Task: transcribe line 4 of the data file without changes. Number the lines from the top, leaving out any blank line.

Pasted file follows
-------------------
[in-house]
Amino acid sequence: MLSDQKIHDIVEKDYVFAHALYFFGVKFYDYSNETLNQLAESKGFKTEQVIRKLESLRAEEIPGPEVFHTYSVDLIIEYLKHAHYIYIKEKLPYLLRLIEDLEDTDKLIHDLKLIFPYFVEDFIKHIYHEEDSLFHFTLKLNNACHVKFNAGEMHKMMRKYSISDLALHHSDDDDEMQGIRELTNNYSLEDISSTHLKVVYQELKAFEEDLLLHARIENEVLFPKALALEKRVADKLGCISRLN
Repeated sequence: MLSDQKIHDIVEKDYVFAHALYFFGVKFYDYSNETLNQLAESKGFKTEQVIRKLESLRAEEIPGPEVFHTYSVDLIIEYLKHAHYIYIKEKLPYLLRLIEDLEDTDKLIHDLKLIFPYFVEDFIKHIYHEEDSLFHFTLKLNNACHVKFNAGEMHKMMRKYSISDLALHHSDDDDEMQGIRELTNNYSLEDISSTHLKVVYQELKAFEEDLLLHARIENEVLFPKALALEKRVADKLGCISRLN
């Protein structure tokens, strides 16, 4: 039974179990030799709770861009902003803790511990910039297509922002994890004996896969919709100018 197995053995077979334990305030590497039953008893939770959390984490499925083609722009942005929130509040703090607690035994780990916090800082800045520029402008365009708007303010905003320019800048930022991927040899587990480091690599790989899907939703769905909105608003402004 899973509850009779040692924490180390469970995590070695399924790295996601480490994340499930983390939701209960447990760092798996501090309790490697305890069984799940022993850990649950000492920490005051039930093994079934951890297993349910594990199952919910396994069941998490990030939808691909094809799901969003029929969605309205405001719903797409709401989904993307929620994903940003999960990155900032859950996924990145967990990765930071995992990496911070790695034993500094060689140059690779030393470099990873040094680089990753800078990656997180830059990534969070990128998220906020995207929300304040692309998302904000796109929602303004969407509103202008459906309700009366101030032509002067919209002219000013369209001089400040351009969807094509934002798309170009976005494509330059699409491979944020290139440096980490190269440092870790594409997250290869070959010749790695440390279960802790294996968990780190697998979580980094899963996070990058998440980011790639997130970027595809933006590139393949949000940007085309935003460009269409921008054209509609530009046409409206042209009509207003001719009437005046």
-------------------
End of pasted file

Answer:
């Protein structure tokens, strides 16, 4: 039974179990030799709770861009902003803790511990910039297509922002994890004996896969919709100018 197995053995077979334990305030590497039953008893939770959390984490499925083609722009942005929130509040703090607690035994780990916090800082800045520029402008365009708007303010905003320019800048930022991927040899587990480091690599790989899907939703769905909105608003402004 899973509850009779040692924490180390469970995590070695399924790295996601480490994340499930983390939701209960447990760092798996501090309790490697305890069984799940022993850990649950000492920490005051039930093994079934951890297993349910594990199952919910396994069941998490990030939808691909094809799901969003029929969605309205405001719903797409709401989904993307929620994903940003999960990155900032859950996924990145967990990765930071995992990496911070790695034993500094060689140059690779030393470099990873040094680089990753800078990656997180830059990534969070990128998220906020995207929300304040692309998302904000796109929602303004969407509103202008459906309700009366101030032509002067919209002219000013369209001089400040351009969807094509934002798309170009976005494509330059699409491979944020290139440096980490190269440092870790594409997250290869070959010749790695440390279960802790294996968990780190697998979580980094899963996070990058998440980011790639997130970027595809933006590139393949949000940007085309935003460009269409921008054209509609530009046409409206042209009509207003001719009437005046």